Where we’ve come from; where we’re heading
The Opening Ceremony of the 25-year-old Glass Performance Days conference (GPD) that took place in Tampere’s TähtiAreena on June 28 was filled with music, fireworks and high-energy presentations to support the spirit that makes GPD so unique.
Combining tradition with a look into the future, an impressive line-up of speakers viewed the glass industry from multiple angles. Each speaker’s eye-opening presentation compared the last 25 years with where we’re headed in the next 25 years.
More than 650 international specialists, newcomers, mentors and investors gathered to kick off the world’s number one glass industry event.
The Glaston-organised GPD celebrated its silver anniversary with a theme of “All Eyes on Glass” in the same year that Finland is celebrating its 100th anniversary.
Over the years, the event has become known to the entire glass industry as a place to introduce new technology, distribute information, meet, share and network to move the glass industry ahead.
Since the first event in 1992, GPD has had over 1,000 international speakers, 14,000 delegates, 3,000 presentations and 10,000 pages of technical papers.
Keynote speaker Esko Aho, former Prime Minister of Finland, urged for the need of a step change in the glass industry. He compared the similarities of transformational change in government and business, highlighting the need for contextual and conceptual balance.
He used Nokia as an example of a business that created its own transformational success story by predicting the future ahead of everyone else. As a good case for government, Aho mentioned China. No one would have believed that the future-oriented concept chosen in 1978 would allow China to be the key challenger to the US today.
He concluded saying: “A person is young as long as he or she has more dreams than memories,” and encouraged all businesses to look to the future to enjoy success.
According to the father of GPD, Jorma Vitkala, Chairman of the Organizing Committee, two new programs were introduced this year to drive the industry forward.
The Step-Change Program supports collaboration with startups to trigger faster development of the industry through new technologies. The Mentor and Ambassador Program, or the “Old Foxes Club”, aims to pass knowledge to the next generation to ensure talent for sustainable growth.
Arto Metsänen, CEO and President of Glaston, challenged the audience by asking if we want to be part of the big transformation.
There are millions of ideas out there in the glass industry – but how can we choose the ones that make our lives better and are commercially viable? We must all work together to reach this goal. We must be willing to take risks.
James Carpenter, Founder of James Carpenter Design Associates Inc., gave a summary of landmark buildings built with glass over the last 25 years.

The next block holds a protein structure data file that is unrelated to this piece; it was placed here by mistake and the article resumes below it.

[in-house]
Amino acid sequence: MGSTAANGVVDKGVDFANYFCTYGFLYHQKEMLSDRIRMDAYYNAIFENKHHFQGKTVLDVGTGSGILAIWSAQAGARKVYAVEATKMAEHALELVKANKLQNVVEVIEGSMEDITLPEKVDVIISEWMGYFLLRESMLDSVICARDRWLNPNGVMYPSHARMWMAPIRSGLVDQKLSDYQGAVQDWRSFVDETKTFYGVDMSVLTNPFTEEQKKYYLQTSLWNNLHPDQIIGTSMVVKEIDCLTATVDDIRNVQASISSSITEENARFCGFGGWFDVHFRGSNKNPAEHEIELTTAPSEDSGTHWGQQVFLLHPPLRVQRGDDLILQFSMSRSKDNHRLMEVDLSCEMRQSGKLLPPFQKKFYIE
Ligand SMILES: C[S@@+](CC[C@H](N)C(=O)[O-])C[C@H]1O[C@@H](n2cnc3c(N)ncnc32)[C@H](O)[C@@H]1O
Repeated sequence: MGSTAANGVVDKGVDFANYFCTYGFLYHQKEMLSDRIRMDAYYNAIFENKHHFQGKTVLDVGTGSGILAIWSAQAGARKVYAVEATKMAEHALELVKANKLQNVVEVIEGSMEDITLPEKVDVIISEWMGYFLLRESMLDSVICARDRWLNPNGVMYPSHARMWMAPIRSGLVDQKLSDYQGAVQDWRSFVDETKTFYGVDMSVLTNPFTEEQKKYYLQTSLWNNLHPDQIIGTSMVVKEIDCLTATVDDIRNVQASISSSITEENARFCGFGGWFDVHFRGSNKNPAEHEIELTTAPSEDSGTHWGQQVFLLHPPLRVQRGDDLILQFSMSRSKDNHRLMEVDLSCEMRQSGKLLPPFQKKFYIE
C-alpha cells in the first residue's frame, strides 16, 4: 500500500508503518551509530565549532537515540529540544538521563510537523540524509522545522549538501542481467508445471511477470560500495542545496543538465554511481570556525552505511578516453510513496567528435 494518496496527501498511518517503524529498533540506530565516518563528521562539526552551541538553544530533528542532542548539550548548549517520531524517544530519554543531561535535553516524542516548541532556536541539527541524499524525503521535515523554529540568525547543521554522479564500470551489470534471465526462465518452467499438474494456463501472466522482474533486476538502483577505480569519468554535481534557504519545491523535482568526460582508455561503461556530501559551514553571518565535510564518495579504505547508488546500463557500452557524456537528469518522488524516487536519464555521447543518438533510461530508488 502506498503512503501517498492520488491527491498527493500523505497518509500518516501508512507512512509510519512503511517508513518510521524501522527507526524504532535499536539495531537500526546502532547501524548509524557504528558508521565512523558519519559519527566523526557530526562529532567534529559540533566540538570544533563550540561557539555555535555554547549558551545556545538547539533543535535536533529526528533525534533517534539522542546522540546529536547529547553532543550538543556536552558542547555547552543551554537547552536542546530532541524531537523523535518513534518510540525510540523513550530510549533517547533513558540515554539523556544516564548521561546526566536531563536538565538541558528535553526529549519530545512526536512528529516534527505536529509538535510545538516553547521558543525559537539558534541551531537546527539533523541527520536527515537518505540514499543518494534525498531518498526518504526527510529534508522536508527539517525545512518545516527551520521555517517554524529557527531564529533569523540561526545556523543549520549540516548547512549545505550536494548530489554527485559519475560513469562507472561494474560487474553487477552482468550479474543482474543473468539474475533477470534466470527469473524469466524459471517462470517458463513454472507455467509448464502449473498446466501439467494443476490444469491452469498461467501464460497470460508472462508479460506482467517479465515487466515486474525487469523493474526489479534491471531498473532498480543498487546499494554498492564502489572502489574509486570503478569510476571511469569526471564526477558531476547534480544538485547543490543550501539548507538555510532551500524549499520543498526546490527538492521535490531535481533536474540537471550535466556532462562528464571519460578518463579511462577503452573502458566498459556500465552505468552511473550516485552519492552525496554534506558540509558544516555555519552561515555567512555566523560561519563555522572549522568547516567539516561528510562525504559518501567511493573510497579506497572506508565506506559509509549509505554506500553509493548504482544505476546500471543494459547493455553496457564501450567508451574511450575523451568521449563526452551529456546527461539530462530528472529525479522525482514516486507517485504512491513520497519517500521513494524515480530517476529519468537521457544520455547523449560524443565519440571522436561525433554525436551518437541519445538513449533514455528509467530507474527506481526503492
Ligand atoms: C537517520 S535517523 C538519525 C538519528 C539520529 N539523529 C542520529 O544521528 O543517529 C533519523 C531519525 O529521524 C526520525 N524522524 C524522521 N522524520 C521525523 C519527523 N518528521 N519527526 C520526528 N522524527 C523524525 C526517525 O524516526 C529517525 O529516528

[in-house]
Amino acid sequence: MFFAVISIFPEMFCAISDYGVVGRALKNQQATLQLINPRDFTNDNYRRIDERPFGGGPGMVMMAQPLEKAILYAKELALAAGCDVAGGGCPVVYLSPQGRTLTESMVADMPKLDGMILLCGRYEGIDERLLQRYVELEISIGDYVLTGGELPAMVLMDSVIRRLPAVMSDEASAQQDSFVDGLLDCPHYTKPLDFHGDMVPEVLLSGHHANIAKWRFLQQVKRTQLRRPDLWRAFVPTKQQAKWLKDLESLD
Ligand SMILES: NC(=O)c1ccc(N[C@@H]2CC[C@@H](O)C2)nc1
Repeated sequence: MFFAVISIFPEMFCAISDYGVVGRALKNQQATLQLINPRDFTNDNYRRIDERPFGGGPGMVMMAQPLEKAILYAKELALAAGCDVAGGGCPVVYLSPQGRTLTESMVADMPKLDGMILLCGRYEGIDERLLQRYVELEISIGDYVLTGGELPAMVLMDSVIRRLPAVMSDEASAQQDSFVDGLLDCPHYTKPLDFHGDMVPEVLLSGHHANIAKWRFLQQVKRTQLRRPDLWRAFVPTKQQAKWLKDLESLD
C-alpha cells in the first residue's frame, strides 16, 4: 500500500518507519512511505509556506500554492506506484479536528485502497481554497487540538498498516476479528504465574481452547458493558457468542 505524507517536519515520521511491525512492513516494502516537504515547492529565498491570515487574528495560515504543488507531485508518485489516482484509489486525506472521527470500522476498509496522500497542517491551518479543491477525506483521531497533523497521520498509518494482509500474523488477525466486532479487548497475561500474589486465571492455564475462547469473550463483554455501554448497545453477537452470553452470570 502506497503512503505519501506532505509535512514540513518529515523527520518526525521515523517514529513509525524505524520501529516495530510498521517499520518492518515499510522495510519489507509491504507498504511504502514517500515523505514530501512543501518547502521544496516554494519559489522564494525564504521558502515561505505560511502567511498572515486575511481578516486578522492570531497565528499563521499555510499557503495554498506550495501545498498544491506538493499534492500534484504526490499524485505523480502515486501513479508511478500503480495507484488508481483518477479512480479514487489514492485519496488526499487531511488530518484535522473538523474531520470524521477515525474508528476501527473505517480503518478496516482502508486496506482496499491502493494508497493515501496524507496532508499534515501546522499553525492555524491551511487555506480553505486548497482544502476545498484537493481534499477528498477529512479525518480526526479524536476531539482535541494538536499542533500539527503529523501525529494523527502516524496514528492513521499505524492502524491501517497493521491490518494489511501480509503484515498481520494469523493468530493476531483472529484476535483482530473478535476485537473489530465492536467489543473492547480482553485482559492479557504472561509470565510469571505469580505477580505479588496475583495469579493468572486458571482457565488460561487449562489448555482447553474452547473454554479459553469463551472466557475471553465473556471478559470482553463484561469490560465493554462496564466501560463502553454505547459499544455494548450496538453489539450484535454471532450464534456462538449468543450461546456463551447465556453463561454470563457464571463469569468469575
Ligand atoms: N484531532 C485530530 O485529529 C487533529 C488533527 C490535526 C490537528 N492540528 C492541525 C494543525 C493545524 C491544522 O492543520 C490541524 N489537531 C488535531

His presentation entitled “Light in the Public Realm” showed how the building’s glass skin can become a part of our lives, capturing and reflecting the environment. “There are so many opportunities to use digital information in buildings to enable a much richer experience for us all to enjoy,” he advised.
As the “dessert of the Opening Ceremony”, as he dubbed it himself, Michael Robinsson, CEO and Design Director, ED Design srl., looked at glass from another perspective: adding augmented reality. He discussed how ultra-thin glass curtain walls can be used for cars, even when steering wheels and gasoline will be prohibited.
“Cars can become sexy again because they will have intelligent glass, not normal glass,” he underlines. And the same technology can be applied in homes or airplanes to shape our surrounding reality using digital technology.
“Even though this may seem to be an ambitious goal, we can sell multiple times more glass than what we’re selling today by moving this direction,” he declared.
Other fascinating speakers included Bernard Savaëte, Founder of BJS Différences, who gave his own “Old Fox” view of the past 25 years with numerous expectations for macro trends, glass products and new markets for the next 25 years.
Jingong Pan of CBMC Research Institute in China also presented some of the remarkable achievements they have been working on, especially when it comes to energy savings and emissions reduction using glass.
As a special surprise, the first-ever Jorma Vitkala Award was given to none other than – Jorma Vitkala. Guests from all over the world sent in video messages filled with gratitude to the man who started this all and had the energy to keep innovating GPD to become the premier event in the glass industry a quarter of a century later.